Web 2.0 Summit – Discussions with Jim Balsille, Co-CEO
The Web 2.0 Summit is now over and I can catch up on some things. The interview, as I call it, with Jim Balsille yesterday was interesting, including the fact he kept coming back to the topic of the Playbook, but did not have one with him which he could show to the audience. Since he indicated it will be out on February 1st, you would think they would start showing it around for people to see and get excited about.
The most talked about item from the discussion was his statement of smartphone and tablet users “don’t need an app for the Web”, which was a dig at Apple CEO Steve Jobs. He continued to lay out his strategy about how they are open and you do not need proprietary tools to do apps with RIM where you do with his competitor. Several times he brought up the recent smack down on You Tube where they are showing the iPad and the Playbook side by side doing a sort of performance test of web browsing. The Playbook with its multi-core chip was significantly faster than the iPad. They are really pushing that video.
In typical CEO statements, the Blackberry is experiencing growth around the world, though he left out the losses in market share in the US. He did stress the movement to mobility which is where we all see things going in the next few years and the coming Playbook does fit into that scheme. He said that mobile phones are focused on speed, performance and apps right now and so is RIM.
When asked about the NFC, Near Field Communication for the mobile wallet, he did not state what RIM is doing, but did say they are always looking at new technology. Not a yes or a no answer. What was very interesting was what came after that. He talked about the need for credentials as it relates to NFC. This is a point of control issue and is something which will have to be determined as wireless providers, financial companies and business will have to work through as we approach turning the mobile web on.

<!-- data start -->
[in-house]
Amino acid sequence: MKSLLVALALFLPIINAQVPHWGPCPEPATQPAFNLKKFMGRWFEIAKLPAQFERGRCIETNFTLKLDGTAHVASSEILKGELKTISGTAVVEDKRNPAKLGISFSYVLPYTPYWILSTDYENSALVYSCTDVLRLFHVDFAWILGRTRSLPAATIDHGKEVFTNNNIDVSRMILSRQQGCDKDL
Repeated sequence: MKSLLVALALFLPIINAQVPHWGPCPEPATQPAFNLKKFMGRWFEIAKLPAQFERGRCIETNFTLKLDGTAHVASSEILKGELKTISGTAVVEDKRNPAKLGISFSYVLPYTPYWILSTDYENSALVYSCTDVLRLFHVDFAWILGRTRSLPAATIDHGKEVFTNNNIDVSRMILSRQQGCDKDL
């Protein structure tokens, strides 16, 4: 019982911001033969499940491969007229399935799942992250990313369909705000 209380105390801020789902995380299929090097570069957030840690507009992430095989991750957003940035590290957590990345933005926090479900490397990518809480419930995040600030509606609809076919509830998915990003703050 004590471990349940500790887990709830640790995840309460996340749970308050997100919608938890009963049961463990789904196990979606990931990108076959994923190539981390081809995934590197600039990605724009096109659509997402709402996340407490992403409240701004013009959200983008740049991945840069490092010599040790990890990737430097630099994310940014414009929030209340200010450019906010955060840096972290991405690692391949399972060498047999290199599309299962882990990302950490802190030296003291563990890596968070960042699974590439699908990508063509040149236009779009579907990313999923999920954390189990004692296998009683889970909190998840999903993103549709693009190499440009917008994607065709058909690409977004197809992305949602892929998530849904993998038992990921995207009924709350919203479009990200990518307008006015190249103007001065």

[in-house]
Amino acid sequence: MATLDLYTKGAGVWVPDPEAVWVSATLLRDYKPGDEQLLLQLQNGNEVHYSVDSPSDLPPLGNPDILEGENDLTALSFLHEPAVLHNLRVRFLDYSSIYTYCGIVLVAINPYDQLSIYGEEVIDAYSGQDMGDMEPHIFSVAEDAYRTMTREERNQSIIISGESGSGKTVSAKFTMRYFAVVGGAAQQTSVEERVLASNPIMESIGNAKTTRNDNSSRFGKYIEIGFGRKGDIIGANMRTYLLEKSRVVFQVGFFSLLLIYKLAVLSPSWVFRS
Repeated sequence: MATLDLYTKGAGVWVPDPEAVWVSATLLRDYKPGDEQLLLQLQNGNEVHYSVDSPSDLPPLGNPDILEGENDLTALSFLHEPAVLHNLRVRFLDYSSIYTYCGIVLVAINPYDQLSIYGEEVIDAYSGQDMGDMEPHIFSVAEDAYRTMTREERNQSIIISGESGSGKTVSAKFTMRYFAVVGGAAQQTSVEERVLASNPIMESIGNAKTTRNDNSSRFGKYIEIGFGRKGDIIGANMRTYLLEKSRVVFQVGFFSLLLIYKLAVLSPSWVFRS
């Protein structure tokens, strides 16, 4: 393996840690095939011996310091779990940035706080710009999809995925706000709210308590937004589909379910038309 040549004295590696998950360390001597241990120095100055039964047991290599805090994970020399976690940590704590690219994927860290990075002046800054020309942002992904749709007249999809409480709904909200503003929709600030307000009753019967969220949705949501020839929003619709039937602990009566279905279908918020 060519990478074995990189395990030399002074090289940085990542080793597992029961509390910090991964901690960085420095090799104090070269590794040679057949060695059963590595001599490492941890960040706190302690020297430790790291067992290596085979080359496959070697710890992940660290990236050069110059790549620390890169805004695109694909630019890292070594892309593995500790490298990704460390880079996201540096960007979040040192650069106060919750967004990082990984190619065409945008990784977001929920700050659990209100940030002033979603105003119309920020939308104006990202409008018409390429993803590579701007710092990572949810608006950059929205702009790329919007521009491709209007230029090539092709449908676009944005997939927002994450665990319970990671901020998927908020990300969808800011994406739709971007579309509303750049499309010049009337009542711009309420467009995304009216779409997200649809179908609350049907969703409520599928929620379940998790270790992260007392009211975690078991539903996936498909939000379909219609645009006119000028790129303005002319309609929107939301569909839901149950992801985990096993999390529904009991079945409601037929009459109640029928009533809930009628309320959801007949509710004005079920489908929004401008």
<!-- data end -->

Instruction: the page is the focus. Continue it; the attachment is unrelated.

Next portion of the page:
Credentialing for RIM is something they have been involved in for a while with the Blackberry phones in the enterprise. In the marketplace, who does the credentials for a transaction will be key in the process to make sure people are who they say they are. If you have ever owned a Blackberry phone and watched it boot up, there is a security piece that loads to make the phone secure. In the financial transactions world, someone has to perform a similar task at the time of the transactions. That might be the wireless provider, it could be the phone (or phone provider), it might be the financial institution, it might be the platform things are running on or even a SIM card. All of these are in play as possibilities. Several companies are involved in this area and RIM needs to be competing there next quarter or they will miss out. Apple has announced they are putting software in IOS 4.2 to provide for the use of chips to do NFC. Others are jumping on that wagon and if they can resolve the credential issue quickly, RIM might get left in the dust.
While the smack down You Tube video was interesting, I would like to see a rematch. Since the iPad is closing in on its first year, I would be interested to see a repeat of the smack down with the iPad 2 and the Playbook. I wonder who would win in that battle.Richard Pike